|Authors:||Jesse Bull and Logan McHenry|
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Tokyo, 2034 A.D. Japan has relaxed her borders to allow an overdue influx of immigration, and with it subsequent street crime and true multilingual diversity. The world’s first transition to an entirely cashless banking system has created a society completely reliant on the Personal Life Assistant™, or PLA, a mobile device that acts as phone, wallet, keys, identification and more. Over the course of roughly one week a story of technological security, financial terrorism and socioeconomic upheaval unfolds around a small cast of characters, including J., a hard-drinking American banker, Sana, a media personality and journalist, and Shade, an underground tech kingpin shrouded in mystery. The Wharf is a subversive, parodical black comedy and also a crime/comedy novel penned by two Americans with a combined twelve years’ experience working, studying and living in Japan.
Excerpt, Chapter 7:
Patronage was sparse this morning, but a few elderly regulars brooded silently over their infused beverages and baked goods. A more youthful table dressed in suits and ties and with briefcases at legs spoke in earnest, hushed tones amidst frequent nervous glances over shoulders. The young salarymen and salarywoman were visibly distraught. J. guessed they must have the day off too.
Excerpt, Chapter 12:
He soon revealed himself, however, to a procession of squealing, shopping-bag-toting girls, the battalion wielding easily twenty or thirty bags in total, so that each step threw them off kilter in what Laurent must have thought to be a curiously alluring way, as he approached one of them or the other. Some suited men followed soon after them, nipping at the girls’ heels and waving PLAs at them, and shoving at Laurent when they saw him, but Kita chased them off, and the girls.
Excerpt, Chapter 16:
Manabe turned to face him. Behind him a smaller garden displayed a lonely, exquisite Everpink™ Sakura tree, fallen petals sprinkling the hushed moss greens of the garden’s floor, already near the end of a preprogrammed shedding cycle (the fifth or sixth Manabe had enjoyed this year). This was the first time Shade’d seen an Everpink™ with his own eyes, having only read, or more accurately skimmed, about the trees’ R&D in one of the biotech printed periodicals he still received via P.O.S.T. a while back.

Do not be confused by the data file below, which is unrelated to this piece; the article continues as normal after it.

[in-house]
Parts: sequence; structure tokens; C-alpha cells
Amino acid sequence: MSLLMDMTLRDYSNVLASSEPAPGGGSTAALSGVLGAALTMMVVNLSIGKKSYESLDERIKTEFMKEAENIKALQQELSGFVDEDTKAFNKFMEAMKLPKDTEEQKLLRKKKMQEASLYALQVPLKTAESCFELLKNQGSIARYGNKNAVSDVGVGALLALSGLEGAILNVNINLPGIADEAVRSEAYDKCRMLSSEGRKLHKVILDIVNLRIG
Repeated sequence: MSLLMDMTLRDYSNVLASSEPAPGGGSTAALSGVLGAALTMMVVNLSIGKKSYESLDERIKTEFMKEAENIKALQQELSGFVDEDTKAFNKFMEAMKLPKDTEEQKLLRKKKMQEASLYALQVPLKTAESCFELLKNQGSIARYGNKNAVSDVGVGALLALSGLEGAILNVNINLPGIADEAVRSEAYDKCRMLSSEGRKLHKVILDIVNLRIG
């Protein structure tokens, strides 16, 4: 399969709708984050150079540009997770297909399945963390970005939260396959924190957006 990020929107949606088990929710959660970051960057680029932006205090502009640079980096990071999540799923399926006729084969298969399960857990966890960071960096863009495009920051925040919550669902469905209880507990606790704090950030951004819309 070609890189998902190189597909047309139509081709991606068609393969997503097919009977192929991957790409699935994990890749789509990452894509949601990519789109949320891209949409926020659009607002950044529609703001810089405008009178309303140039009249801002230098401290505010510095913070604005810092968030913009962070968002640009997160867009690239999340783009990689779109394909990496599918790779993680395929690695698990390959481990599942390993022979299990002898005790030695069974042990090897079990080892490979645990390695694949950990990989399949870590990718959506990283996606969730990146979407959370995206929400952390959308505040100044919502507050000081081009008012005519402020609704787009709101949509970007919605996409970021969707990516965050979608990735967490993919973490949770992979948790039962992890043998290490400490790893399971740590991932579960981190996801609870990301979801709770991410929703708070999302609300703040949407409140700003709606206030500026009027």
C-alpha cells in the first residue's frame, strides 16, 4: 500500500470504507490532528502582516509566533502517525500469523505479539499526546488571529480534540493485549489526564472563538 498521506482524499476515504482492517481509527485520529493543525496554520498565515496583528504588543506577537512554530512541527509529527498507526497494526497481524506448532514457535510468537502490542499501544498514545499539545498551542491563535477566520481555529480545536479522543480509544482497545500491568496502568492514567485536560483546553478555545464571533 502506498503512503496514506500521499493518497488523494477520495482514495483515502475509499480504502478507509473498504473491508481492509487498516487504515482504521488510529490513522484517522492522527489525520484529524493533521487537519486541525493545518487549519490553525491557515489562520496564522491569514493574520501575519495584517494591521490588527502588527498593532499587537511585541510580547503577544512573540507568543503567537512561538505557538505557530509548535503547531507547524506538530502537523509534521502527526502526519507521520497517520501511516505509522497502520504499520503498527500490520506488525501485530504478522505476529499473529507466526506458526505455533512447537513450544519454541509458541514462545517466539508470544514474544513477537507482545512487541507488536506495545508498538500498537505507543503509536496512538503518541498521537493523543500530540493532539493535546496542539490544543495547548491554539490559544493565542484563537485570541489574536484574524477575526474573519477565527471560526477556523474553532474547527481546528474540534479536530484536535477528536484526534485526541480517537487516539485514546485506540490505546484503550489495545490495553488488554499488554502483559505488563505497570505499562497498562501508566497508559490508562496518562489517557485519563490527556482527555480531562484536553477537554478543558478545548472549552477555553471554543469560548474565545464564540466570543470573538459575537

“Thanks, have a seat.” Manabe had now risen to his full height and crossed his arms and tilted his head back, looking Shade over as if he hadn’t seen him in some time.
Excerpt: Chapter 8 [The Wharf]
The surfaces his fingers deciphered were wet and alien. As he felt along the curious terrain, a few fingers slipped into a strange cavity and hit something warm and squishy. It was his tongue. He withdrew his hand and held it up, and it was painted red and globules of red matter glazed his fingers here and there. The Chihuahua barked and splashed in the pooling blood before bounding up his chest, covering the man in miniature red paw prints. He confusedly reached to brush it away with the gun, still held weakly in his right hand, but it danced playfully and growled and buried its head down into a place to the left of his blurry vision.
Excerpt: Chapter 18 [The Wharf]
Evan was in his room now, hurriedly unloading the cardboard boxes he’d hauled up earlier as Laurent now managed to gather himself and join him upstairs opposite. Pabst knelt hard into the concrete floor as he threw open in clockwise succession and emptied the contents of Kita’s bespoke IDW-skirting beer consoles onto the general floor area behind the defensive wall of LC sofas he had fashioned 30s previous. Everything went dark. From over on the open wall-panel side of the compound came a brash Far East Asian whooooouuuooooooouh!!!!!!, and now from up above a clear keeeel zem allllll!!!! was audible. There was silence save the whooping of the dogs that had now swelled to Cerberian proportions. The boys waited.